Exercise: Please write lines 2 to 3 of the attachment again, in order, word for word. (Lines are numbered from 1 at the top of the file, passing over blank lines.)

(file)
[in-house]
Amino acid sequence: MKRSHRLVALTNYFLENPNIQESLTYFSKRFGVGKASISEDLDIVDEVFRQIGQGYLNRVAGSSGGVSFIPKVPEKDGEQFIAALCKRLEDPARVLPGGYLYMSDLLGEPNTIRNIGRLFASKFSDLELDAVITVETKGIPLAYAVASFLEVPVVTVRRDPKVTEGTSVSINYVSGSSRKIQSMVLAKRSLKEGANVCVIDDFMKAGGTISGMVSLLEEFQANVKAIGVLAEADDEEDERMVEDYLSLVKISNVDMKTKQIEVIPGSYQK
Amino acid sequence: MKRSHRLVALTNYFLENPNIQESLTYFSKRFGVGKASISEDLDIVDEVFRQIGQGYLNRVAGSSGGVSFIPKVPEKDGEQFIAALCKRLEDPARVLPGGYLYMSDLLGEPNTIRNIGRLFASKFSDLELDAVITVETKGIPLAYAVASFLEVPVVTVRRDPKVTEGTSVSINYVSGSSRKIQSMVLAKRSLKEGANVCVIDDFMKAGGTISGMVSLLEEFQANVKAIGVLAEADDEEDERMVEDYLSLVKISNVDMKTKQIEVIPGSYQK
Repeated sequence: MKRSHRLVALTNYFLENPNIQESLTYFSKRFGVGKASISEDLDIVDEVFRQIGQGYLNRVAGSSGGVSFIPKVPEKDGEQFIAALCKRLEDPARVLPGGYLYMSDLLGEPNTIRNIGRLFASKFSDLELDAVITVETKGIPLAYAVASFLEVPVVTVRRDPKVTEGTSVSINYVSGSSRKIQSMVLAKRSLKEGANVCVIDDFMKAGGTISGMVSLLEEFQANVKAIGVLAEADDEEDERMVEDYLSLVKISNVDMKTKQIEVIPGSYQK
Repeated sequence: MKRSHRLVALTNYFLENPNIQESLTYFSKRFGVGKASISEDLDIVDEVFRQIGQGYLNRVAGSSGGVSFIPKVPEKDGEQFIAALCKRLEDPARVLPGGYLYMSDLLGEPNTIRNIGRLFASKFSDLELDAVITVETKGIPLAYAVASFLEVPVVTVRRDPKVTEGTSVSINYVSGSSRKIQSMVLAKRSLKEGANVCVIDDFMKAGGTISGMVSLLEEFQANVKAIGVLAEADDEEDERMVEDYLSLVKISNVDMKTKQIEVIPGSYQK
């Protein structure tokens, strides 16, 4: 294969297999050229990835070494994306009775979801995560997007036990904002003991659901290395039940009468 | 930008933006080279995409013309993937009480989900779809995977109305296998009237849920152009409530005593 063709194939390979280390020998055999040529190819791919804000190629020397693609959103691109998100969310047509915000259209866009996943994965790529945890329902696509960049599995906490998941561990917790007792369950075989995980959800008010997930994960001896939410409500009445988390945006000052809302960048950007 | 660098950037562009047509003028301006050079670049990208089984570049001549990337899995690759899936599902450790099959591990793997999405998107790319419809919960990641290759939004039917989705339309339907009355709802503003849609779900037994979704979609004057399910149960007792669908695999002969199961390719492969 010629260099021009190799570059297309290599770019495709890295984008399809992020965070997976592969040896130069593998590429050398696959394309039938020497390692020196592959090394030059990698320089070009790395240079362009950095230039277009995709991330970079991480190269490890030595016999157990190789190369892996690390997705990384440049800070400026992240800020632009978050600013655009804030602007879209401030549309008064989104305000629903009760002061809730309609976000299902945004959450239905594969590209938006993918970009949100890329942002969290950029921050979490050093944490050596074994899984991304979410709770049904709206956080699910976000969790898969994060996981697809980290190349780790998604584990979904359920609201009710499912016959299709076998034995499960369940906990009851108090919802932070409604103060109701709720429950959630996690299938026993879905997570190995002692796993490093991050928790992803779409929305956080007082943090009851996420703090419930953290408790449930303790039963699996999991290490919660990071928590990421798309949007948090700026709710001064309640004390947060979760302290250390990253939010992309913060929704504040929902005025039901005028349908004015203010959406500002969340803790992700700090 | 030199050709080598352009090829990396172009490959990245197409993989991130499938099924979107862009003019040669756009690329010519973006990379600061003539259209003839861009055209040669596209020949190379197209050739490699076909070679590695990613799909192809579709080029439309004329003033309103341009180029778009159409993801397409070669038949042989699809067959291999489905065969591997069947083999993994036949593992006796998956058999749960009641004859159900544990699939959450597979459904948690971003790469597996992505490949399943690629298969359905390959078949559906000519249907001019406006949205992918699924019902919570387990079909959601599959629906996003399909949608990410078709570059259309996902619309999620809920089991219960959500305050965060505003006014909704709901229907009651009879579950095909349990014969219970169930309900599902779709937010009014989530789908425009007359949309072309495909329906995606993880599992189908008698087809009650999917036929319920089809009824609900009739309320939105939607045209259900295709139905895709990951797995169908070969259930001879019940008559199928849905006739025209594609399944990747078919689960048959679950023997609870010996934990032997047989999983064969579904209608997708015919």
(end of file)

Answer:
Amino acid sequence: MKRSHRLVALTNYFLENPNIQESLTYFSKRFGVGKASISEDLDIVDEVFRQIGQGYLNRVAGSSGGVSFIPKVPEKDGEQFIAALCKRLEDPARVLPGGYLYMSDLLGEPNTIRNIGRLFASKFSDLELDAVITVETKGIPLAYAVASFLEVPVVTVRRDPKVTEGTSVSINYVSGSSRKIQSMVLAKRSLKEGANVCVIDDFMKAGGTISGMVSLLEEFQANVKAIGVLAEADDEEDERMVEDYLSLVKISNVDMKTKQIEVIPGSYQK
Amino acid sequence: MKRSHRLVALTNYFLENPNIQESLTYFSKRFGVGKASISEDLDIVDEVFRQIGQGYLNRVAGSSGGVSFIPKVPEKDGEQFIAALCKRLEDPARVLPGGYLYMSDLLGEPNTIRNIGRLFASKFSDLELDAVITVETKGIPLAYAVASFLEVPVVTVRRDPKVTEGTSVSINYVSGSSRKIQSMVLAKRSLKEGANVCVIDDFMKAGGTISGMVSLLEEFQANVKAIGVLAEADDEEDERMVEDYLSLVKISNVDMKTKQIEVIPGSYQK